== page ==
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The benzodiazepine class of compounds as a potential for the treatment of cutaneous leishmaniasis

Publication Date
  • Ra Public Aspects Of Medicine
  • Medicine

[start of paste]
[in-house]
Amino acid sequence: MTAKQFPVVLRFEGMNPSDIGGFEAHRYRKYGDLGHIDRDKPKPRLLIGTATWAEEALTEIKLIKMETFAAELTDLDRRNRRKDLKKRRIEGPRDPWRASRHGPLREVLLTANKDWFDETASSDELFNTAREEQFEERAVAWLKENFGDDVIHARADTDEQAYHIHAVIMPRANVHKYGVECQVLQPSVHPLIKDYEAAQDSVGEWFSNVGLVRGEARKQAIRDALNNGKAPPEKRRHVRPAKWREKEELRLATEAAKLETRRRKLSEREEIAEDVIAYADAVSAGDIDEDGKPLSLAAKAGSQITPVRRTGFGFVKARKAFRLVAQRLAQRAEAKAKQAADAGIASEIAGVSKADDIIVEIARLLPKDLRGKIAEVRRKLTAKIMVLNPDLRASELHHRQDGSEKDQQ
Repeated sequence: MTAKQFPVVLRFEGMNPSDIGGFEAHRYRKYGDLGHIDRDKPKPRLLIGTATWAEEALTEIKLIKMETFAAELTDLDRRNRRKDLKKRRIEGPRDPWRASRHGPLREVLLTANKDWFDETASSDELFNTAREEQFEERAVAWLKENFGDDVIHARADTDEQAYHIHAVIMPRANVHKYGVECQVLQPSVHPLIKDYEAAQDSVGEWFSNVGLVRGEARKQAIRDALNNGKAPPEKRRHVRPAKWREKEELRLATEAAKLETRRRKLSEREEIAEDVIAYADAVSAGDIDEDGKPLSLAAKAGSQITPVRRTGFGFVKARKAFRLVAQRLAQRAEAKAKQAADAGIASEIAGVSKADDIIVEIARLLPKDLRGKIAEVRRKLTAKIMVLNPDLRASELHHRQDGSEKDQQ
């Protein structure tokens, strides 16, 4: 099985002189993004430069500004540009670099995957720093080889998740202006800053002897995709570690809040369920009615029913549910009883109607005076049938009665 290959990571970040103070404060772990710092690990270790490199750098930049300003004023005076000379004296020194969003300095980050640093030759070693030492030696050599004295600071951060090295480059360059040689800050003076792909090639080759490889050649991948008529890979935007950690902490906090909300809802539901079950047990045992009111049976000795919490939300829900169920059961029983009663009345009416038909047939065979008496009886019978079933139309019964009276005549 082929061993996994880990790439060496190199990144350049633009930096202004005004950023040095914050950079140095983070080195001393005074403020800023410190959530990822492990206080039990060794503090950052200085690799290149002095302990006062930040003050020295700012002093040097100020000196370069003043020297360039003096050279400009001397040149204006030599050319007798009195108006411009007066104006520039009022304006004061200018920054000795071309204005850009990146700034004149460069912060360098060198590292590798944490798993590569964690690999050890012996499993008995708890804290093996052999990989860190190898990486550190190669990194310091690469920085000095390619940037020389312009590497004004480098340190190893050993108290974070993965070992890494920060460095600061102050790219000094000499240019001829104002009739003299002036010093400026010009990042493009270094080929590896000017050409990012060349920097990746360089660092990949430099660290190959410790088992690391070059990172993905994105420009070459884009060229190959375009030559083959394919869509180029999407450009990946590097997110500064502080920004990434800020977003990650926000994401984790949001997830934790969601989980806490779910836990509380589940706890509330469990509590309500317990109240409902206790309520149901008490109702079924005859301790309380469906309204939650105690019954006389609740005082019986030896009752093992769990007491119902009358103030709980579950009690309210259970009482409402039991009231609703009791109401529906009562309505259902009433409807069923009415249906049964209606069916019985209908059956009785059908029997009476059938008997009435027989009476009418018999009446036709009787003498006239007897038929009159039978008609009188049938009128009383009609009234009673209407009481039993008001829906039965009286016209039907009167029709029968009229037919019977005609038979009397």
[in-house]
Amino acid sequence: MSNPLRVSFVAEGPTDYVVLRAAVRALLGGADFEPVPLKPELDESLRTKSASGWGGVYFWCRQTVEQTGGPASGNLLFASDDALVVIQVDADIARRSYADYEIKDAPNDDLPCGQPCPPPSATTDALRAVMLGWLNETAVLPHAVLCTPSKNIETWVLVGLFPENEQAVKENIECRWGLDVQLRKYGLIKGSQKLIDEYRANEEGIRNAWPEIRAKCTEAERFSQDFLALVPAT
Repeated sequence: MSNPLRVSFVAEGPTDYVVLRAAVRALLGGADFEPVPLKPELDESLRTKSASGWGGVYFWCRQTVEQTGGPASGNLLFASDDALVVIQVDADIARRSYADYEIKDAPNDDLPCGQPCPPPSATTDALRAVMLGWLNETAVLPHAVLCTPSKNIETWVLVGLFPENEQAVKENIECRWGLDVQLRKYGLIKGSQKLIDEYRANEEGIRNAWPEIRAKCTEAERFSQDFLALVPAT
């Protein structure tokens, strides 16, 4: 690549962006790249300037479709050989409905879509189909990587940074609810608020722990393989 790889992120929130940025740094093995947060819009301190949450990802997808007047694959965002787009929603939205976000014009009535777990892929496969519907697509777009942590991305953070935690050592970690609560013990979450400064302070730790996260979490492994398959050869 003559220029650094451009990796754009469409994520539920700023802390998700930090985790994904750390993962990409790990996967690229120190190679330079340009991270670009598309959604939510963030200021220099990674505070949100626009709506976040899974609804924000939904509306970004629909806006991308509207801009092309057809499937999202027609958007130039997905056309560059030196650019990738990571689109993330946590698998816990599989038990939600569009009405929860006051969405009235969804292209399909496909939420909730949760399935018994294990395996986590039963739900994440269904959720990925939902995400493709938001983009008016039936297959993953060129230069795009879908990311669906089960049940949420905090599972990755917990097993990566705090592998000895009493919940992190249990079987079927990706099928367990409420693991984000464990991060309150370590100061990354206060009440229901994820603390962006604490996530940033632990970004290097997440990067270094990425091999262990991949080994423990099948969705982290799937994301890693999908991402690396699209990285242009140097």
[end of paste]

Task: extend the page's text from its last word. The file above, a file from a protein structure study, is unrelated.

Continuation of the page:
Cutaneous leishmaniasis is endemic in over 70 countries in the tropics and neotropics. Several Leishmania species are the causative agent of this form of the disease and are transmitted to humans and animals by a bite of a phlebotomies sandfly. Antileishmanial drugs including antimonials, Amphotericin B, pentamidine, paromomycin, allupurinol and miltefosine have been the treatment of choice over recent years. However, toxicity, difficulty of administration and emergence of resistance have limited the number of chemotherapeutic options available hence underlying the urgency for the identification of new classes of compounds with antileishmanial activity. The benzodiazepine class of compounds whose core structure entails the fusion of a benzene and diazepine ring have been used over the past 50 years as psychoactive drugs in the treatment of anxiety, insomnia and as an anticonvulsants. The aim of this study was to explore the antileishmanial effects of this class of compounds on stationary phase promastigotes of old and new world Leishmania species (L. aethiopica, L. major, L. tropica and L. mexicana) using the 3-(4,5-dimethylthiazol+2-yl)-5-(3-carboxymethoxyphenyl)-2-(4-sulfophenyl)-2H-tetrazolium(MTS) assay for assessing parasite viability. An array of compounds with modifications brought about at the benzene and diazepine structures were tested over a range of concentrations over a 24-hour period for all species mentioned above. The three most active compounds (RRP223, RRP262 and RRP 199) displayed a different range of activity with inhibition of parasite growth at micromolar range in all 4 species. These findings implicate selective activity and demonstrate Leishmanicidal potential in the benzodiazepine class of compounds.

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